By EILEEN AJ CONNELLY -- AP Personal Finance Writer
NEW YORK (AP) — The motivations may vary, but the goal is the same: to spread holiday cheer and have a positive impact at the same time by making donations to charity instead of wrapping up presents.
Toby Marie Walker traces her family's tradition of combining charitable donations and gift giving back to 1985, when her grandfather died. Instead of sending flowers, the family asked people to donate to the Salvation Army. When her grandmother passed away in 2004, the request was for funding for Parkinson's disease research.
Walker, a corporate trainer and consultant in Waco, Texas, again this year asked friends and family to give to the Michael J. Fox Foundation for Parkinson's Research. A gift like that "has some sentimental value," she said.
Walker also sends donations on behalf of friends and relatives to other groups she thinks the recipients would support — donations she figured would reach about $500 this year.
For others like Paul Schenkenberg and his family, it comes down to being grateful they can share some of their good fortune. "We don't need any more stuff," the Minneapolis resident said. "We have two places full of stuff." So Schenkenberg, 55, and his wife, Diane, give to others instead of exchanging presents.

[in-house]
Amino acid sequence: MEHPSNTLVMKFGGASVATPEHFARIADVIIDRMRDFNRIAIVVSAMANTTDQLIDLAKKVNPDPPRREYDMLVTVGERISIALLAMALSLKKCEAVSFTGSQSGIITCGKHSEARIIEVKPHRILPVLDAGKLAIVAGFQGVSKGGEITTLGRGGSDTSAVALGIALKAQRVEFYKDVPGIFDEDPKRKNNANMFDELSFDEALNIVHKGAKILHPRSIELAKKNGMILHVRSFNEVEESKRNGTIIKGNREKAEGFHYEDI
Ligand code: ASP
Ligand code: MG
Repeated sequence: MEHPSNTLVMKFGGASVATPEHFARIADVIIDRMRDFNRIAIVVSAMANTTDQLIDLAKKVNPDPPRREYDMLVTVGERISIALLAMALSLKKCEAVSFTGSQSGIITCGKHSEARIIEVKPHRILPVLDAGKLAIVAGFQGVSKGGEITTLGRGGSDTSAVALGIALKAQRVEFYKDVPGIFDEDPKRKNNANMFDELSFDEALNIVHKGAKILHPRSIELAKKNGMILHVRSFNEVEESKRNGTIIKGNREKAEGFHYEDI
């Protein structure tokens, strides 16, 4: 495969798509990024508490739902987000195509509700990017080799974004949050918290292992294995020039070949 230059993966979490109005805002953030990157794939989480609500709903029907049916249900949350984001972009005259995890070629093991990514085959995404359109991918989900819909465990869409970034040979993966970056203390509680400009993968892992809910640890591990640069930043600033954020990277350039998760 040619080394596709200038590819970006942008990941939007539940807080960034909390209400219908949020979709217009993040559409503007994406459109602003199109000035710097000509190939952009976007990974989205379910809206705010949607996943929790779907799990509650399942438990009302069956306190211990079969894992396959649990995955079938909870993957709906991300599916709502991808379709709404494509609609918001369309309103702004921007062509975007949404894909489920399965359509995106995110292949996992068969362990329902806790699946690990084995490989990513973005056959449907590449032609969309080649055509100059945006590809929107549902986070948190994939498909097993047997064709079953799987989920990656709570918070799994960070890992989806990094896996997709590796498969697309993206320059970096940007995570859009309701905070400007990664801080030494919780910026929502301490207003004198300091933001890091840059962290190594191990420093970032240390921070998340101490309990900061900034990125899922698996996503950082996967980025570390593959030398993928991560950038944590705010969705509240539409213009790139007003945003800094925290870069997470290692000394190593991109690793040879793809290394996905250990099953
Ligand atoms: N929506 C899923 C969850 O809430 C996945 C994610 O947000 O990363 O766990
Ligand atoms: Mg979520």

Among their efforts this year, they are sponsoring a family at their church, sending gifts to overseas children they sponsor and paying for a Christmas tree for a needy family. "We just see if we can make people's life a little easier," the communications engineer said, estimating he'd donate about $600 this season.
Their 27-year-old daughter, Leah Heino, inherited the viewpoint. "I live in a very small space. Unless you know I need it or I want it, I probably don't have a place to put it," she said. "If it's just about giving, why is it about giving to me?"
Donations to charities rise in the last few months of the year, reflecting both increased generosity during the holidays and efforts to pile up last-minute tax deductions.
GuideStar, a nonprofit based in Williamsburg, Va., that monitors and evaluates charities, recently surveyed representatives from more than 2,700 charitable organizations and 46 percent said they receive a majority of their donations in the last quarter.
For some it may be a first time, but a charitable contribution in someone else's name is not an uncommon gift. A survey of more than 1,000 U.S. adults done for the nonprofit World Vision, which provides disaster relief and other assistance, found that 66 percent have given such a gift, with 44 percent doing so as a holiday present. And 24 percent said they had received a donation as a gift.
Still a lingering concern for some is how a charitable gift might be perceived. "Some people think it's really a thoughtless gift, but it takes some time to research the organizations," Walker said.